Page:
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Mesenchymal Stem Cells

Introduction of Mesenchymal Stem Cells

Mesenchymal Stem Cells

Mesenchymal stem cells (MSCs) are important members of the stem cell family. They are also adult stem cells with self-replication ability and multi-directional differentiation potential. Such cells are capable of differentiating into hard bone, cartilage, fat and other types of cells. Mesenchymal stem cells are mainly derived from the mesoderm. They are first found in bone marrow and can also be isolated from tissues such as fat, cord blood, amniotic fluid and tooth body. It is mainly found in connective tissue and organ stroma, especially in bone marrow tissue. Since bone marrow is the main source, it is collectively called bone marrow mesenchymal stem cells. In the mid-1970s, Fridenstein et al reported for the first time, a small part of adherent cells in bone marrow specimens can differentiate into 2 colonies similar to bone and cartilage during culture, and become bone marrow pluripotent mesenchymal stem cells. In 1997, Prockop successfully isolated bone marrow mesenchymal stem cells and found that it has multi-directional differentiation potential and can differentiate into osteoblasts, chondrocytes, adipocytes, neuron-like nuclei and myoblasts, etc. With the progress of the research, the international mesenchyme and stem cell committee in 2006 proposed three minimum criteria for human-derived mesenchymal stem cell experiments: (1)Under standard culture conditions, mesenchymal stem cells must have attachment properties to plastic substrates; (2)The positive rate of CD105, CD73 and CD90 expression in mesenchymal stem cell population was greater than or equal to 95% by flow cytometry, and the negative expression rate of CD45, CD34, CD14 or CD11b,CD79a or CD19, HLA-DR greater than 98%; (3)In vitro induction by standard methods, mesenchymal stem cells must be able to differentiate into osteoblasts, chondrocytes, and adipocytes. Current clinical research on mesenchymal stem cells is mainly used for anti-inflammatory treatment, tissue regeneration, great versus host response, autoimmune diseases and gene transfection. Nowadays, commonly used mesenchymal stem cell sorting methods include immunomagnetic bead sorting, whole bone marrow adherence, and tissue digestion.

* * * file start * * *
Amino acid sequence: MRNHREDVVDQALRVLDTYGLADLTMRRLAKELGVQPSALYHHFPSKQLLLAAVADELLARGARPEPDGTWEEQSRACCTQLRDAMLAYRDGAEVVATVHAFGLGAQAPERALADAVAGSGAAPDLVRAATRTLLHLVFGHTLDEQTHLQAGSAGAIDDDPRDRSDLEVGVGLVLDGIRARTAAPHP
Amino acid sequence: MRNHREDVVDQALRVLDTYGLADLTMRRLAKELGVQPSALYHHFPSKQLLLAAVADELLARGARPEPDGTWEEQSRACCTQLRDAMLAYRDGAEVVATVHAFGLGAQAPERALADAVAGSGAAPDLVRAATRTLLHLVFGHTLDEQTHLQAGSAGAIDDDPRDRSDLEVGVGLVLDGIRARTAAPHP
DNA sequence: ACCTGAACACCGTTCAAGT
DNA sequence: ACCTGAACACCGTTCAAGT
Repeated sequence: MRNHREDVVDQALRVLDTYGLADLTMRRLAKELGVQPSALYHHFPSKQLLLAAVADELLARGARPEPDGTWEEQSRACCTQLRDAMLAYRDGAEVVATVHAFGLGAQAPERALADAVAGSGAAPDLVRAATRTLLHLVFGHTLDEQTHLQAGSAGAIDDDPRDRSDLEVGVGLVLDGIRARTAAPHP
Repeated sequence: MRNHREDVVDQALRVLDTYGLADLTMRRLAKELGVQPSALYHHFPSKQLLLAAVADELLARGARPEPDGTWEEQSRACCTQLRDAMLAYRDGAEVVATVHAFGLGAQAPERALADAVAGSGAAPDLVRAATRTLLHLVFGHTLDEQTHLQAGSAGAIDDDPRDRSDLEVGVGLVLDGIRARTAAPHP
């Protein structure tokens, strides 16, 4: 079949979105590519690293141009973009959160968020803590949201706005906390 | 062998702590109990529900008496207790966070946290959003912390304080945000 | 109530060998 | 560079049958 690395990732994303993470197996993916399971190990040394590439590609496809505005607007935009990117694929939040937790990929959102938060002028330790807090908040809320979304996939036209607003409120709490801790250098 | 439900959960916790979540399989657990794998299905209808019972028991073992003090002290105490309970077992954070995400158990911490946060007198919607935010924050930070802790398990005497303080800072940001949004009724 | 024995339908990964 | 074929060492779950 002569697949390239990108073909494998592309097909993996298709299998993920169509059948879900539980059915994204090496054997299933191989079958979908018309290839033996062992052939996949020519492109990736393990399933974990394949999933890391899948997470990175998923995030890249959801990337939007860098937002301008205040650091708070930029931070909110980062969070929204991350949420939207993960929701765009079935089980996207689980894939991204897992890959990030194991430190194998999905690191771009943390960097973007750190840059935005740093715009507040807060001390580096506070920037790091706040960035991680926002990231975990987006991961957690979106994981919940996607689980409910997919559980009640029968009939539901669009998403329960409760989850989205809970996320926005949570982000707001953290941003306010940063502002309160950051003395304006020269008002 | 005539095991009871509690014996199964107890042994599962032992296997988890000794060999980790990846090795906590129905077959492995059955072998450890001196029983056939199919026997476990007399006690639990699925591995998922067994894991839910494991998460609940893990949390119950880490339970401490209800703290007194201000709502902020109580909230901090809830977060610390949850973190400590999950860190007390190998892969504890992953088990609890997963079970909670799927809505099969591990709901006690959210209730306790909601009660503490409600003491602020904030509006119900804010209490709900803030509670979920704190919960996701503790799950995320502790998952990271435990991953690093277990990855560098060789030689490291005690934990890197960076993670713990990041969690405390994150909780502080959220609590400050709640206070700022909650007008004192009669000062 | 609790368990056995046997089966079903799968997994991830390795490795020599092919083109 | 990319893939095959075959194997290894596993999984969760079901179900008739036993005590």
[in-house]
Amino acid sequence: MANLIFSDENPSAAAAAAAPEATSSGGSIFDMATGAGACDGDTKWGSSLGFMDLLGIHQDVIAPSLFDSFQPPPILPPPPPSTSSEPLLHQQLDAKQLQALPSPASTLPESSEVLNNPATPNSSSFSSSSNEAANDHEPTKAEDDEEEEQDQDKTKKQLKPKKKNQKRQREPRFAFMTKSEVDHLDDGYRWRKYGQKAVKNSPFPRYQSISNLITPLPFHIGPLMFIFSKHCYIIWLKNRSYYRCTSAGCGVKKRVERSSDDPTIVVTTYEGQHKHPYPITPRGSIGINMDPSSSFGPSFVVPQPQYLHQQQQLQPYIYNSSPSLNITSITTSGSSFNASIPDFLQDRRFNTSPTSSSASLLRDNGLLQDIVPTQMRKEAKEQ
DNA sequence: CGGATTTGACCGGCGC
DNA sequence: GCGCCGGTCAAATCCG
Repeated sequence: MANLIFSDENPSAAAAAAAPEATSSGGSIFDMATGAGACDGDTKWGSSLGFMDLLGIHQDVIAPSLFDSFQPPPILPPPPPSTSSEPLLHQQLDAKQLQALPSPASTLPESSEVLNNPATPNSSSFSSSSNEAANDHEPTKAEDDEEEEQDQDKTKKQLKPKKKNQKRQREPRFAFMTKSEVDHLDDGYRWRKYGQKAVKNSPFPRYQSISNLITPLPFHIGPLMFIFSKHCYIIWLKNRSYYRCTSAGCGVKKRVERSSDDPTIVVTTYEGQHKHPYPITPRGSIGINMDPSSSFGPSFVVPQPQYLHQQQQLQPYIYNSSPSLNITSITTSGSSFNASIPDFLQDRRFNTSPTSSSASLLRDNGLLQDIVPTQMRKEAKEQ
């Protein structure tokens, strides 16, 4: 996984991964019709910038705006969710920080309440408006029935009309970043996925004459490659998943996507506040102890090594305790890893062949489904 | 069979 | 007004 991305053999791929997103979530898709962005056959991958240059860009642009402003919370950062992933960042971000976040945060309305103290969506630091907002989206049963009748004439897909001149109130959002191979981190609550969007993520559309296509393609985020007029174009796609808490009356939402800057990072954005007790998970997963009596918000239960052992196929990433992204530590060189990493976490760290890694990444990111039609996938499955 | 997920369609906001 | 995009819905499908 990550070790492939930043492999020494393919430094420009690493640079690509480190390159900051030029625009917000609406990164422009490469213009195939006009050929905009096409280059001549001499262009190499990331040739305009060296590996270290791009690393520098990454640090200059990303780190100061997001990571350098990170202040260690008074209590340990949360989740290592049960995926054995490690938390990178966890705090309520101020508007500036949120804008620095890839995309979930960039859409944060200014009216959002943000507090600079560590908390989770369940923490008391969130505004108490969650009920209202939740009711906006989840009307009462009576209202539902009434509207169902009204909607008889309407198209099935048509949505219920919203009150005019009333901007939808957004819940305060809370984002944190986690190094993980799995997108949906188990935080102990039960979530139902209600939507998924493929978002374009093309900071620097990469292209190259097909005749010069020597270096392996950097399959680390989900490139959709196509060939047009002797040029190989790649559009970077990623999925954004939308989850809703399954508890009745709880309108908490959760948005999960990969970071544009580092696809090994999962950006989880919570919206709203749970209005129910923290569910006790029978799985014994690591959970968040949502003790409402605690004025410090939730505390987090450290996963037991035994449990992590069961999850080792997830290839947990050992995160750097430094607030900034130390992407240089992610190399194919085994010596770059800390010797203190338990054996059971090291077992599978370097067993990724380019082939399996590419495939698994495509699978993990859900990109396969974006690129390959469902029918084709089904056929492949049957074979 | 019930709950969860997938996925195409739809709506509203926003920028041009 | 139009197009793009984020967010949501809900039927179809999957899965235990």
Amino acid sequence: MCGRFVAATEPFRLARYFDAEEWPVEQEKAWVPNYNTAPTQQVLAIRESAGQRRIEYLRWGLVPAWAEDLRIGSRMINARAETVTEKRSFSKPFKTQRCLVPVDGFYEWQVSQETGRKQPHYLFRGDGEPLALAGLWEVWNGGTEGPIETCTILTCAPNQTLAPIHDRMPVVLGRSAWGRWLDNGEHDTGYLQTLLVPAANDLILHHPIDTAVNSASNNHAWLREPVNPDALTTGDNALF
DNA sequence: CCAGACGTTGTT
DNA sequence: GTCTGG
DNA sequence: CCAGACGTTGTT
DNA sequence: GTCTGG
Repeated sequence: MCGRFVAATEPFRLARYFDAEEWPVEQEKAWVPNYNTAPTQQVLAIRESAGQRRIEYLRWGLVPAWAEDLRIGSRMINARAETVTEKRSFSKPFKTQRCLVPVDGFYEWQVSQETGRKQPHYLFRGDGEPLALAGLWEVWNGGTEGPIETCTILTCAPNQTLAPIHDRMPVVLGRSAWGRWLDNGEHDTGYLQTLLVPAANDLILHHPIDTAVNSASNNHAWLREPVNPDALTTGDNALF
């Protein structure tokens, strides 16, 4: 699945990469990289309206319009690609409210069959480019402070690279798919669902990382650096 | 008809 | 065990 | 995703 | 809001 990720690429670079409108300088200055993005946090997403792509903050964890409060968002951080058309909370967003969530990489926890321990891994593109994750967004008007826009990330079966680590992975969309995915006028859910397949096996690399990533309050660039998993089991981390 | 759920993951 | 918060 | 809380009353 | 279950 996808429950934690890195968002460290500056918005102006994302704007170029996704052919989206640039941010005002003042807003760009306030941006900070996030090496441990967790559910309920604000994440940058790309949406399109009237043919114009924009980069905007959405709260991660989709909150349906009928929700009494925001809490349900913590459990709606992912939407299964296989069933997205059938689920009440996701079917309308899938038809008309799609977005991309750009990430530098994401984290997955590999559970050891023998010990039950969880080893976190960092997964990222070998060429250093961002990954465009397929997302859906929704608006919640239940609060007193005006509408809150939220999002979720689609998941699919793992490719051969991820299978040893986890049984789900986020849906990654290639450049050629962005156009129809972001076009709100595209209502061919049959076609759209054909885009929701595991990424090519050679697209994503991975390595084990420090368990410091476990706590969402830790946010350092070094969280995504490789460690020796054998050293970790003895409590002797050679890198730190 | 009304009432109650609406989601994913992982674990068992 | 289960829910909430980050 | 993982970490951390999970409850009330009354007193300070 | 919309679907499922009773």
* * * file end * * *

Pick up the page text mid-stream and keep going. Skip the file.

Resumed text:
Main characteristics of mesenchymal stem cells

Mesenchymal stem cells have the following characteristics: (1) it has strong proliferative ability and multi-directional differentiation potential, and has the ability to differentiate into various cells such as myocytes, hepatocytes, osteoblasts, fat cells, chondrocytes, stromal cells, etc. in a suitable in vivo or in vitro environment. (2) in has an immunoregulatory function, inhibits the proliferation of T cells and its immune response through cell-cell interactions and the production of cytokines, thereby exerting the function of immune reconstitution. (3) it has convenient source, easy to separate, culture, expand and purify. It has stem cell characteristics after multiple passages and has no immunological rejection. (4) the appearance is blurred, the surface antigen is not obvious, the allograft rejection is lighter, and the matching requirements are not strict. It is precisely because of these immunological characteristics of mesenchymal stem cells that it has broad clinical application prospects in the treatment of blood diseases. Autologous transplantation can reconstruct the structure and function of tissues and organs, and can avoid immune rejection.

The differentiation process of mesenchymal stem cells